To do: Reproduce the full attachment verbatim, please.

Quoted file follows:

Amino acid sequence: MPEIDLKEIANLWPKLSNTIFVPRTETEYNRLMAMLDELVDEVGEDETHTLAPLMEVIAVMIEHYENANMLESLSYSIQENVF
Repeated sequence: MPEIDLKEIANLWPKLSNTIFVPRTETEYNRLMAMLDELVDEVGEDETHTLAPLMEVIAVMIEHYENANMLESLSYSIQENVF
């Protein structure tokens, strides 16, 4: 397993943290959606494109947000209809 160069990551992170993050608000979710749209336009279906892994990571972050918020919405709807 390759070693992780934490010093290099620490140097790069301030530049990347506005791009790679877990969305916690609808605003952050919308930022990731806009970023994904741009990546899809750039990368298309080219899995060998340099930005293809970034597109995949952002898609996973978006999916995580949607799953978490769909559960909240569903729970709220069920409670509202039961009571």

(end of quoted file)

Amino acid sequence: MPEIDLKEIANLWPKLSNTIFVPRTETEYNRLMAMLDELVDEVGEDETHTLAPLMEVIAVMIEHYENANMLESLSYSIQENVF
Repeated sequence: MPEIDLKEIANLWPKLSNTIFVPRTETEYNRLMAMLDELVDEVGEDETHTLAPLMEVIAVMIEHYENANMLESLSYSIQENVF
């Protein structure tokens, strides 16, 4: 397993943290959606494109947000209809 160069990551992170993050608000979710749209336009279906892994990571972050918020919405709807 390759070693992780934490010093290099620490140097790069301030530049990347506005791009790679877990969305916690609808605003952050919308930022990731806009970023994904741009990546899809750039990368298309080219899995060998340099930005293809970034597109995949952002898609996973978006999916995580949607799953978490769909559960909240569903729970709220069920409670509202039961009571």